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Antique Console Tables
The console, demi-lune or pier tables are very elegant and make a grand impression when they are placed in your entry way or foyer. They give an indication of what to expect from the rest of your décor. It really has no function except to look beautiful.
The origins are from France and Italy in the 17th century and were designed to go between two tall windows in palaces. The back of the table is straight so it can be affixed to the wall and stands on two legs. The front can be demi-lune in shape or serpentine, have a marble top and elaborate ornate decoration, such as gilded carvings of eagles and flora. Fabulously carved and gilded mirrors would be place above them.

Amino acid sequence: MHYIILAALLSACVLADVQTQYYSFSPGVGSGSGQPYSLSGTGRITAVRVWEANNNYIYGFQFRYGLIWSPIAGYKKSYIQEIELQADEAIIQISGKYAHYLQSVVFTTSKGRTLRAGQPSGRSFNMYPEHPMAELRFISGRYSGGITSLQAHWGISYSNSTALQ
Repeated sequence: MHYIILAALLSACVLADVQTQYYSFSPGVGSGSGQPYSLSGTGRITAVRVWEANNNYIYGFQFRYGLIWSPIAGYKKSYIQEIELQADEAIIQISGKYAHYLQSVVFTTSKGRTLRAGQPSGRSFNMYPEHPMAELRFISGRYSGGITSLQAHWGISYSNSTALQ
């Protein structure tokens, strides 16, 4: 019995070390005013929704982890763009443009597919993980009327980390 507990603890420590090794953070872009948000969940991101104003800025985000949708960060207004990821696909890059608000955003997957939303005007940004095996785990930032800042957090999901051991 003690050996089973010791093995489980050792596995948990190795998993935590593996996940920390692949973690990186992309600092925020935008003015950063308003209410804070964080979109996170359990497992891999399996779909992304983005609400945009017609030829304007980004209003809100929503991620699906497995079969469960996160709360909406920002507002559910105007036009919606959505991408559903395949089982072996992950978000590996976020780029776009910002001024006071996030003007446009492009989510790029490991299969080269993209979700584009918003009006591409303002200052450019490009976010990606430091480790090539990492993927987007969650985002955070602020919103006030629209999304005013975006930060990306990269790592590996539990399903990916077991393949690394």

The 18th century in England was a time of affluence and William Kent (c. 1685-1748), a brilliant architect, transformed furniture design and especially the console table for the gentry. The late 1700’s saw the introduction of the neoclassical style and consoles became lighter in feeling and were now designed with four legs, had demi-lune fronts, were made of mahogany and satinwood and inlaid with specimen woods and decorated with shell and fan inlay. Another architect designer of the period was Robert Adam (1728-1792) whose designs for these tables have become classic.